“While we are glad to see President Biden taking concrete steps to address some of these consequences, we are grimly disappointed that it does not extend to immigrants who were undocumented and urge him to ensure that all immigrants are included in the pardon process,” the National Immigration Project wrote in a statement.
“Too many lives have been upended because of our failed approach to marijuana. It’s time that we right these wrongs,” Biden said in a statement issued by the White House.
Gov. Ron DeSantis’ office did not immediately respond to a request for comment on whether he would consider such pardons.
Florida voters in 2016 approved a constitutional amendment legalizing medical marijuana for a broad swath of patients, and the state has more than 750,000 patients deemed eligible for the treatment.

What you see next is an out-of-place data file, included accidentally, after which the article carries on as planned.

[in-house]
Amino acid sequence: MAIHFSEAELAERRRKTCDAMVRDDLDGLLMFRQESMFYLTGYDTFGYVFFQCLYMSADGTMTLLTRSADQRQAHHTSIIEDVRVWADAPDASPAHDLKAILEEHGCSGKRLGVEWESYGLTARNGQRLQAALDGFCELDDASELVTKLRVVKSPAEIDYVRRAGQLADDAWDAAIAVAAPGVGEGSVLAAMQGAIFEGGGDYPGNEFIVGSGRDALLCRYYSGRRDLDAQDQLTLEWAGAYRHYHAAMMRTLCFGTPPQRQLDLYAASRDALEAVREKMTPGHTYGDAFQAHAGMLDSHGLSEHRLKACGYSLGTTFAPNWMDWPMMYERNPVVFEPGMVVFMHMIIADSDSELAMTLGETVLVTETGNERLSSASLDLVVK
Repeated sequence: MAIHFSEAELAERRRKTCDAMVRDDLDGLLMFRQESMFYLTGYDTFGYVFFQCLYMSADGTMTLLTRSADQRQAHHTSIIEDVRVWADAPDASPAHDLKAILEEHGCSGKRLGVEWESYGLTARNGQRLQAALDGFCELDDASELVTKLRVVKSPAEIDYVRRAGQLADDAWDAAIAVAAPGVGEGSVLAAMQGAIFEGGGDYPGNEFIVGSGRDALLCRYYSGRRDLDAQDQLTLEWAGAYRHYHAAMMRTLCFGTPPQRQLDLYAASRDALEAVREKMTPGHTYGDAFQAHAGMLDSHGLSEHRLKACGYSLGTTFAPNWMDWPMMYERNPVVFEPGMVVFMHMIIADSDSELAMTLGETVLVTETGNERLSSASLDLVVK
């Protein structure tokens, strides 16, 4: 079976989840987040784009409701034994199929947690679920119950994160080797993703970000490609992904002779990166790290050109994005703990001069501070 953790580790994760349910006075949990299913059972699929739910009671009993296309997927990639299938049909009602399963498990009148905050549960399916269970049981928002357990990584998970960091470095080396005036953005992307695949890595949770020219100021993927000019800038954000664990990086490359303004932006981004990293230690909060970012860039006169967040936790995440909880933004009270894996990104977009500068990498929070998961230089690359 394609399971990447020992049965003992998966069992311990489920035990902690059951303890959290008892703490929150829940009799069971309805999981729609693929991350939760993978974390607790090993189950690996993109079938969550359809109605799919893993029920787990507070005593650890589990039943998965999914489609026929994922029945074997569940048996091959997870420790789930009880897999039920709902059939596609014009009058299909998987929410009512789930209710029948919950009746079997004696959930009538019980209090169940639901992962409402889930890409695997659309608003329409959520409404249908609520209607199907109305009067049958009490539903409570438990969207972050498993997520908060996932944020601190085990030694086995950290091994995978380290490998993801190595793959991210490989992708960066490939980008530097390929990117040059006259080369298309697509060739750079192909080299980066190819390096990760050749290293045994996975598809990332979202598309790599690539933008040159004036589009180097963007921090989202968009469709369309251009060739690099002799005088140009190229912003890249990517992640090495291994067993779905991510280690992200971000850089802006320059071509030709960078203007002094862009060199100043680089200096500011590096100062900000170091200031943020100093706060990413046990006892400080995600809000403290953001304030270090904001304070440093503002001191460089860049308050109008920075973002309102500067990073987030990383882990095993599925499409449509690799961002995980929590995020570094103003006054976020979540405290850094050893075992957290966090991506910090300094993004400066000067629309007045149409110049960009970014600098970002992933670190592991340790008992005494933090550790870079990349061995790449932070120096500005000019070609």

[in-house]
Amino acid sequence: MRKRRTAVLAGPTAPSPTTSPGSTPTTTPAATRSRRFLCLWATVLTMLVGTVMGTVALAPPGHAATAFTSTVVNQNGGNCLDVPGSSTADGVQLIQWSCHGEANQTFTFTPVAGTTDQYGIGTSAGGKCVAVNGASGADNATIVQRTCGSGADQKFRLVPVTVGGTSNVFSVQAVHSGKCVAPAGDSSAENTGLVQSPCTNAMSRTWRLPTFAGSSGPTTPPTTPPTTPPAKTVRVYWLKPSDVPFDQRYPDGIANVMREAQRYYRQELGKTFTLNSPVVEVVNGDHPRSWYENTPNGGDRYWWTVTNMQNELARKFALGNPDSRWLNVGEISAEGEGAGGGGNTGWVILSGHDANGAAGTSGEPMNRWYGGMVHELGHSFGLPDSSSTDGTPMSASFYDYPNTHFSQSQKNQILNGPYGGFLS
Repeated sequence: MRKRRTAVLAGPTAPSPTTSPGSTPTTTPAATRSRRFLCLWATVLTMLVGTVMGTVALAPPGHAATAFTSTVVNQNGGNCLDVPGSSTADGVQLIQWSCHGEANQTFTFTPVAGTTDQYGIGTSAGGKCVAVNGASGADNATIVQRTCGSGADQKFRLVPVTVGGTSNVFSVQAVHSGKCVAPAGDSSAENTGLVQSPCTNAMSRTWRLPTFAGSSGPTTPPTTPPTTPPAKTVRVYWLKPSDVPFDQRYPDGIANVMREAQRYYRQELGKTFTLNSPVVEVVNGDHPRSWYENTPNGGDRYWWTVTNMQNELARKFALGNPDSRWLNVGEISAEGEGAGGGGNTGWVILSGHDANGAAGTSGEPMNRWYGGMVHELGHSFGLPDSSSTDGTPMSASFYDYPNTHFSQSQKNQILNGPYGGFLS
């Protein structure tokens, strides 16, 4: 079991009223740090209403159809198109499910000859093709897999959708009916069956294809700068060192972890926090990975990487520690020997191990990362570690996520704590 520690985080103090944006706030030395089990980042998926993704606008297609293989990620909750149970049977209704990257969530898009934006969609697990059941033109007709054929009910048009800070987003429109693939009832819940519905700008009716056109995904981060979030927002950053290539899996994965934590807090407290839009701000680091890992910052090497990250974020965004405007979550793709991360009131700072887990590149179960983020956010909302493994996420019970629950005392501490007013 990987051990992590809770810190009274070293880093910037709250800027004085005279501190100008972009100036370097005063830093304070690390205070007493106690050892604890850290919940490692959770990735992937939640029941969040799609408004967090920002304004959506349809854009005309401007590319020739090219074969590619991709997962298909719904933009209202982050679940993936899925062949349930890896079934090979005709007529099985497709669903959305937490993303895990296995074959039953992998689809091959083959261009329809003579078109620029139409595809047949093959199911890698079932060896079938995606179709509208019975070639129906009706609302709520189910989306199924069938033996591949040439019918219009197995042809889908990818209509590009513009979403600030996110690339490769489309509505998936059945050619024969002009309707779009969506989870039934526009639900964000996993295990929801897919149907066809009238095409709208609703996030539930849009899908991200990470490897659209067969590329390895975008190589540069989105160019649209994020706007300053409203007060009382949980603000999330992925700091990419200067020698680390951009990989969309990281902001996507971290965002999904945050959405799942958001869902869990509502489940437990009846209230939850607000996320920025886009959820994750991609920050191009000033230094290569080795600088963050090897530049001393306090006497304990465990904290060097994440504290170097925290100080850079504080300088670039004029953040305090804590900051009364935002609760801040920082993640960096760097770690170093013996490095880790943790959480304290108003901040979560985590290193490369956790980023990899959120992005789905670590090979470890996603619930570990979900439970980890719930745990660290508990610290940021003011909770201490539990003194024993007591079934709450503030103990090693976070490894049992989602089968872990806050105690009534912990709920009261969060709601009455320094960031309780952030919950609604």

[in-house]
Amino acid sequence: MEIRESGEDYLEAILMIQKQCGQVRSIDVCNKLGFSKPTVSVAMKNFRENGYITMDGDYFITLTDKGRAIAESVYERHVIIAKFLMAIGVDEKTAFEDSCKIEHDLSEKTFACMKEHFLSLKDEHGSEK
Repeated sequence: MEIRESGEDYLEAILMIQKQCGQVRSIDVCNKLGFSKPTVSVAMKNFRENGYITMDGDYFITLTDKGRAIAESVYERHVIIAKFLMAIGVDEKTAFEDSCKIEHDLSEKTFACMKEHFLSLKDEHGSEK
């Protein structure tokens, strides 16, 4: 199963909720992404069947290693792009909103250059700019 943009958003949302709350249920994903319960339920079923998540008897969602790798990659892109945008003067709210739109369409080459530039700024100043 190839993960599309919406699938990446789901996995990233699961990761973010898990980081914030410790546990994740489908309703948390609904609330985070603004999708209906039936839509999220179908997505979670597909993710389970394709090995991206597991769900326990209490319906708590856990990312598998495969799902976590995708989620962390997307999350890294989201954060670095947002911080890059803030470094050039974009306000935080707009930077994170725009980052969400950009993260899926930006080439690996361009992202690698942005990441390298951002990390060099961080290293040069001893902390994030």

The state’s largest medical-marijuana operator, Trulieve, is helping to bankroll a proposal for the 2024 ballot that would legalize recreational marijuana use for adults over age 21.
Biden pledged pardons for simple marijuana-possession crimes as he campaigned for president more than two years ago.
Florida Agriculture Commissioner Nikki Fried, a former medical-marijuana lobbyist, called Biden’s actions “an extraordinary step forward in the name of justice for the victims of unjust sentencing whose lives have been upended or even destroyed.”